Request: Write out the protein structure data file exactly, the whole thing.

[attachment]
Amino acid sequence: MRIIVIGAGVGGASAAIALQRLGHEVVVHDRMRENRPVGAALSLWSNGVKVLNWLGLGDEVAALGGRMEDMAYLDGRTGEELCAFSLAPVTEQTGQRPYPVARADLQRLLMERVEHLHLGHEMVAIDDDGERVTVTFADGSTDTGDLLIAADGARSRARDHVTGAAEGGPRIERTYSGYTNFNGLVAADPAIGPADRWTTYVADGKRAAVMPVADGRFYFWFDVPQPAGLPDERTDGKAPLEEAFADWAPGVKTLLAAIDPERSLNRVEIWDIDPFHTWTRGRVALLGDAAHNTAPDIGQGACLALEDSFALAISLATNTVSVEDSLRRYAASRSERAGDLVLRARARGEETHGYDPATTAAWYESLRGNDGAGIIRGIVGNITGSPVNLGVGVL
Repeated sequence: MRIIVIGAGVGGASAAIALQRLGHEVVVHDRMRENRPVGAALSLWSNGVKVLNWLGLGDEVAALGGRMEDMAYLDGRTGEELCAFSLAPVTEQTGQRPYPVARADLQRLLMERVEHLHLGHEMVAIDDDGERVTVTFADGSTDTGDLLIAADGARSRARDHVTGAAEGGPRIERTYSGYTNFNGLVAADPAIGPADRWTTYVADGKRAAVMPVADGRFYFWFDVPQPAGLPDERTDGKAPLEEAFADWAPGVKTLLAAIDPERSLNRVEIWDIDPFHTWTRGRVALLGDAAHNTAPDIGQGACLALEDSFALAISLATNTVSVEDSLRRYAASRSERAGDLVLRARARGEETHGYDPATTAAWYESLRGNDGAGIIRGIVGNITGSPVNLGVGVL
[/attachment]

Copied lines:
Amino acid sequence: MRIIVIGAGVGGASAAIALQRLGHEVVVHDRMRENRPVGAALSLWSNGVKVLNWLGLGDEVAALGGRMEDMAYLDGRTGEELCAFSLAPVTEQTGQRPYPVARADLQRLLMERVEHLHLGHEMVAIDDDGERVTVTFADGSTDTGDLLIAADGARSRARDHVTGAAEGGPRIERTYSGYTNFNGLVAADPAIGPADRWTTYVADGKRAAVMPVADGRFYFWFDVPQPAGLPDERTDGKAPLEEAFADWAPGVKTLLAAIDPERSLNRVEIWDIDPFHTWTRGRVALLGDAAHNTAPDIGQGACLALEDSFALAISLATNTVSVEDSLRRYAASRSERAGDLVLRARARGEETHGYDPATTAAWYESLRGNDGAGIIRGIVGNITGSPVNLGVGVL
Repeated sequence: MRIIVIGAGVGGASAAIALQRLGHEVVVHDRMRENRPVGAALSLWSNGVKVLNWLGLGDEVAALGGRMEDMAYLDGRTGEELCAFSLAPVTEQTGQRPYPVARADLQRLLMERVEHLHLGHEMVAIDDDGERVTVTFADGSTDTGDLLIAADGARSRARDHVTGAAEGGPRIERTYSGYTNFNGLVAADPAIGPADRWTTYVADGKRAAVMPVADGRFYFWFDVPQPAGLPDERTDGKAPLEEAFADWAPGVKTLLAAIDPERSLNRVEIWDIDPFHTWTRGRVALLGDAAHNTAPDIGQGACLALEDSFALAISLATNTVSVEDSLRRYAASRSERAGDLVLRARARGEETHGYDPATTAAWYESLRGNDGAGIIRGIVGNITGSPVNLGVGVL